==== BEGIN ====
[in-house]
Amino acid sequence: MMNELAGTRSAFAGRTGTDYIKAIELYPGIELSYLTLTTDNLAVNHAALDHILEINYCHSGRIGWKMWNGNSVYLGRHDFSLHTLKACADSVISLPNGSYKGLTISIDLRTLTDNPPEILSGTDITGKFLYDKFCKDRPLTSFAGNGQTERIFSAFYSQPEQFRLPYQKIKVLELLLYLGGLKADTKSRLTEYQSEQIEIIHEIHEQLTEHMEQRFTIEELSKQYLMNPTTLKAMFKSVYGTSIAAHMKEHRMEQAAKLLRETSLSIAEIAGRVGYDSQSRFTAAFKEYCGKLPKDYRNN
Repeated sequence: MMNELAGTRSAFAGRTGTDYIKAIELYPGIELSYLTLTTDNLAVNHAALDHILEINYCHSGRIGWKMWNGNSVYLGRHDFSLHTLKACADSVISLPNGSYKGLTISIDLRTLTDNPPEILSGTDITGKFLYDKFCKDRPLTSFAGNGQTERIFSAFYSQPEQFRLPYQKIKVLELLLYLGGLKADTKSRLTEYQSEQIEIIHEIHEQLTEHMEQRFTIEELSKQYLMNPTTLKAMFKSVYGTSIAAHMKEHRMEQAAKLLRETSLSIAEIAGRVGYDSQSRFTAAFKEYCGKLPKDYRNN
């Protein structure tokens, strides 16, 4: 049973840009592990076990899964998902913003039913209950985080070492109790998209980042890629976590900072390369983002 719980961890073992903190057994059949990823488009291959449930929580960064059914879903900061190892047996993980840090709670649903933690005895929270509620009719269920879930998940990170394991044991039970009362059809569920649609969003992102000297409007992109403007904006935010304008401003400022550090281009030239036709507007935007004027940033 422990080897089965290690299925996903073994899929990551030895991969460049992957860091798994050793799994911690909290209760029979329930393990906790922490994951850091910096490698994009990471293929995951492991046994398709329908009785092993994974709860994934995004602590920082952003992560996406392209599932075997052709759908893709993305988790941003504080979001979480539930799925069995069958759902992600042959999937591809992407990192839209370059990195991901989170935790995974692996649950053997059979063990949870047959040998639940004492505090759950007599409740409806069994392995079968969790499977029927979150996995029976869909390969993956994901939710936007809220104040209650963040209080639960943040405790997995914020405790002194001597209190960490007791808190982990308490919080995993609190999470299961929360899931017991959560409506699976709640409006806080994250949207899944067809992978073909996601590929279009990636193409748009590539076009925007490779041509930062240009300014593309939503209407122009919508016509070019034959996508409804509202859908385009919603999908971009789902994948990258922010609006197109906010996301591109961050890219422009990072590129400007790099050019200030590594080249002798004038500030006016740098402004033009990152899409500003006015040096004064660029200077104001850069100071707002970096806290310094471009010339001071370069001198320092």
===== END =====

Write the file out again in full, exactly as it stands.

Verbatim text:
[in-house]
Amino acid sequence: MMNELAGTRSAFAGRTGTDYIKAIELYPGIELSYLTLTTDNLAVNHAALDHILEINYCHSGRIGWKMWNGNSVYLGRHDFSLHTLKACADSVISLPNGSYKGLTISIDLRTLTDNPPEILSGTDITGKFLYDKFCKDRPLTSFAGNGQTERIFSAFYSQPEQFRLPYQKIKVLELLLYLGGLKADTKSRLTEYQSEQIEIIHEIHEQLTEHMEQRFTIEELSKQYLMNPTTLKAMFKSVYGTSIAAHMKEHRMEQAAKLLRETSLSIAEIAGRVGYDSQSRFTAAFKEYCGKLPKDYRNN
Repeated sequence: MMNELAGTRSAFAGRTGTDYIKAIELYPGIELSYLTLTTDNLAVNHAALDHILEINYCHSGRIGWKMWNGNSVYLGRHDFSLHTLKACADSVISLPNGSYKGLTISIDLRTLTDNPPEILSGTDITGKFLYDKFCKDRPLTSFAGNGQTERIFSAFYSQPEQFRLPYQKIKVLELLLYLGGLKADTKSRLTEYQSEQIEIIHEIHEQLTEHMEQRFTIEELSKQYLMNPTTLKAMFKSVYGTSIAAHMKEHRMEQAAKLLRETSLSIAEIAGRVGYDSQSRFTAAFKEYCGKLPKDYRNN
């Protein structure tokens, strides 16, 4: 049973840009592990076990899964998902913003039913209950985080070492109790998209980042890629976590900072390369983002 719980961890073992903190057994059949990823488009291959449930929580960064059914879903900061190892047996993980840090709670649903933690005895929270509620009719269920879930998940990170394991044991039970009362059809569920649609969003992102000297409007992109403007904006935010304008401003400022550090281009030239036709507007935007004027940033 422990080897089965290690299925996903073994899929990551030895991969460049992957860091798994050793799994911690909290209760029979329930393990906790922490994951850091910096490698994009990471293929995951492991046994398709329908009785092993994974709860994934995004602590920082952003992560996406392209599932075997052709759908893709993305988790941003504080979001979480539930799925069995069958759902992600042959999937591809992407990192839209370059990195991901989170935790995974692996649950053997059979063990949870047959040998639940004492505090759950007599409740409806069994392995079968969790499977029927979150996995029976869909390969993956994901939710936007809220104040209650963040209080639960943040405790997995914020405790002194001597209190960490007791808190982990308490919080995993609190999470299961929360899931017991959560409506699976709640409006806080994250949207899944067809992978073909996601590929279009990636193409748009590539076009925007490779041509930062240009300014593309939503209407122009919508016509070019034959996508409804509202859908385009919603999908971009789902994948990258922010609006197109906010996301591109961050890219422009990072590129400007790099050019200030590594080249002798004038500030006016740098402004033009990152899409500003006015040096004064660029200077104001850069100071707002970096806290310094471009010339001071370069001198320092």